Monday, December 09, 2013

Here Comes the Coffee!

We have been picking coffee for approximately two weeks.  The first week Roberto, Don, Stephany. Jeffrey and I did the picking.  On December 2nd, we were joined by two sisters from San Ramon.  That day, Don made a run to San Ramon to find a gas cook top and 3 large pieces of foam to be used as beds for the new pickers, AdaLuz and Maritza, who would be staying in a concrete structure (picker's house) owned by a friend of ours. That Monday was also my birthday and ended up being a very busy day.  The pickers usually start about 6:00 a.m. and I usually start about 9:00 after walking to the finca.   Don came home from a frustrating day in San Ramon, in time to get the coffee to the recibidora before 5:00 p.m.  We helped to settle the ladies, AdaLuz and Maritza, into their new home.  Unfortunately, we were unable to hook up the cook top because we needed the hose and attachment which was in Palmares.  Don found the foam for their beds but they needed to be covered with sheets that Don had purchased at the Ropa Americana (Costa Rican Thrift Store).  Putting my nose to the grindstone and my new sewing machine, the beds were ready by 7:00 and we even had time for a quick dinner!  Since there was no cook stove, the ladies created their own stove out of cement blocks and a wood fire!  We find Ticos very resourceful and happy with so much less than us Gringos.  The bright spot of my day was a beautiful arrangement brought by by Eileen and Valaria, our special neighbors!  Their thoughtfulness made my day!!

Preparing to pick the coffee, Don is attaching his basket (Canasta).

Here Roberto is creating a strap for my basket with an "S" hook, some plastic string and a sack. I'm forever being impressed at how resourceful and creative Ticos are when doing a job.  

Our canastas are plastic but they also have natural ones.  We have a number of little natural ones that we use to put fruits and vegetables in at home. Someday I hope to have a natural one to use for picking.  It looks like they are made with a vine somewhat like a grape vine but I am not sure and could not find any relevant information.

Don is holding up suckers to give us a boost.  Picking is difficult, especially at this time of year.  Much of the coffee is still green and we want only the red berries picked.  The process of picking is a three stage process.  The first and last pickings are the slowest and least productive while the middle one produces the bulk of the coffee.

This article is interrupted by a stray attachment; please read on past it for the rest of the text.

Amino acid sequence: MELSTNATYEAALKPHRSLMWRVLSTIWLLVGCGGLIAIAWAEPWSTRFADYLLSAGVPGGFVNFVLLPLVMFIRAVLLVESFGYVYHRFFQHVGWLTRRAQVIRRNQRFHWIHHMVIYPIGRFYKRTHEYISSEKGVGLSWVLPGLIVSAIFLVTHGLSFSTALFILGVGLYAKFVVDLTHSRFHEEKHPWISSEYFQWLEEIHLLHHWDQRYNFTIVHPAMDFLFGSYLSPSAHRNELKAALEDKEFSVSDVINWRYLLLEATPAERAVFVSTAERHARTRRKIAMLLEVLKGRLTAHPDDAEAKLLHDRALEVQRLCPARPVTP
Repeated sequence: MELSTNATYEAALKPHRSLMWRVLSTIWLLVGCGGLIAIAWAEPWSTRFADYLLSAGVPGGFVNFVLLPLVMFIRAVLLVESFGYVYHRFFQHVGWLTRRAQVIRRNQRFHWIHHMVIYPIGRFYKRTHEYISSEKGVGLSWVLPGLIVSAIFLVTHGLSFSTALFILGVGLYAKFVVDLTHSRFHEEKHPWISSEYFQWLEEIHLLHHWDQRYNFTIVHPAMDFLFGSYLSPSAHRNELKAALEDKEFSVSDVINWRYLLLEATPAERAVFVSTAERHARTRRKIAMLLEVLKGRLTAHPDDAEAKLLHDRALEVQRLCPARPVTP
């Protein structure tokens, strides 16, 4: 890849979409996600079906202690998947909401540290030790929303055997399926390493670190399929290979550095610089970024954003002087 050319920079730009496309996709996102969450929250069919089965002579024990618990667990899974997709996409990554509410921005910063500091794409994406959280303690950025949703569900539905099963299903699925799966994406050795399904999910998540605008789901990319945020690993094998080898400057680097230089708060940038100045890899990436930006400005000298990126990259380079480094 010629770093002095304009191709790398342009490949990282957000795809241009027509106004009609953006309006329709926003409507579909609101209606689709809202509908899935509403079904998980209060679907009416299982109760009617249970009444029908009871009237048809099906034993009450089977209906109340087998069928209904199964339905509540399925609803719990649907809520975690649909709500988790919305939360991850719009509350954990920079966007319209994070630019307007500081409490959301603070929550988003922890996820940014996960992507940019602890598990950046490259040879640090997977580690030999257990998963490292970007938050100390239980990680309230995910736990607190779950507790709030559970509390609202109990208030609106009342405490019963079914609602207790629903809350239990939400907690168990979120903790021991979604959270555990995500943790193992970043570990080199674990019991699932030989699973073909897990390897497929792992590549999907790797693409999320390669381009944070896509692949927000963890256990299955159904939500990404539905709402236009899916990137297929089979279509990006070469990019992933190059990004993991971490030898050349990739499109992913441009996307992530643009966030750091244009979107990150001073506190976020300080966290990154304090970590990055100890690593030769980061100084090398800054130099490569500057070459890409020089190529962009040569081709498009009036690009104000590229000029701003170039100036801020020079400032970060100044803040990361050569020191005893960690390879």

At the end of the day the coffee is measured.  Each picker has his own sack or sacks of coffee and gets paid per Cojuelo, the metal box pictured here.  Each Cojuelo is worth 1,000 Colonies, approximately $2.00.  Jeffrey is setting things up ready to see what each person picked.

The coffee has been measured and is now being tied shut ready to be put in the back of the Galloper.  At this time we are not picking enough to require our trailer.  

Loading up to go to the recibidora where the coffee is measured once again!  The person working at the recibidora measures how many Cojuelos we have brought.  It takes 20 Cojuelos to make a Fenaga and we are paid by the Fenaga.  The price is not always the same and is actually set by the market in Brazil. 

Packed up and ready to go.  Everyone climbs in and off we go!
Don has decided that he is not fond of picking and has plenty of other things to keep him busy.  I like picking but I have a lot of respect for full time pickers.  They start their day at 6:00 a.m. and work until 3:00 p.m. with a heavy basket of coffee strapped around them all day and do the same thing the next day.  Their week is 6 days long, although a little shorter, 12:00 noon, on Saturday.  On the other hand, because we only have one vehicle I walk to the finca and work from about 9:00 a.m. (6:00 is a little early for me) until 3:00 p.m. and then walk home as the car is full of coffee and pickers.  Actually, I love the walk!  I get to see all kinds of interesting birds, butterflies, flowers and you just never know what!!  Unfortunately, 5 miles a day is rough on my feet and I'm only good for 4 days of picking!  What a light weight!!

Meet Didier!  Didier works at the recibidora where we take our coffee.  Each sack is opened and poured into a Cojuelo.  The large green box with the handles that the Cojuelo is sitting on holds 1/2 Fenaga. When we have more coffee, the sacks will be dumped directly into the bin.  Unfortunately, when we have less than a Fenaga each Cojuelo needs to be counted!


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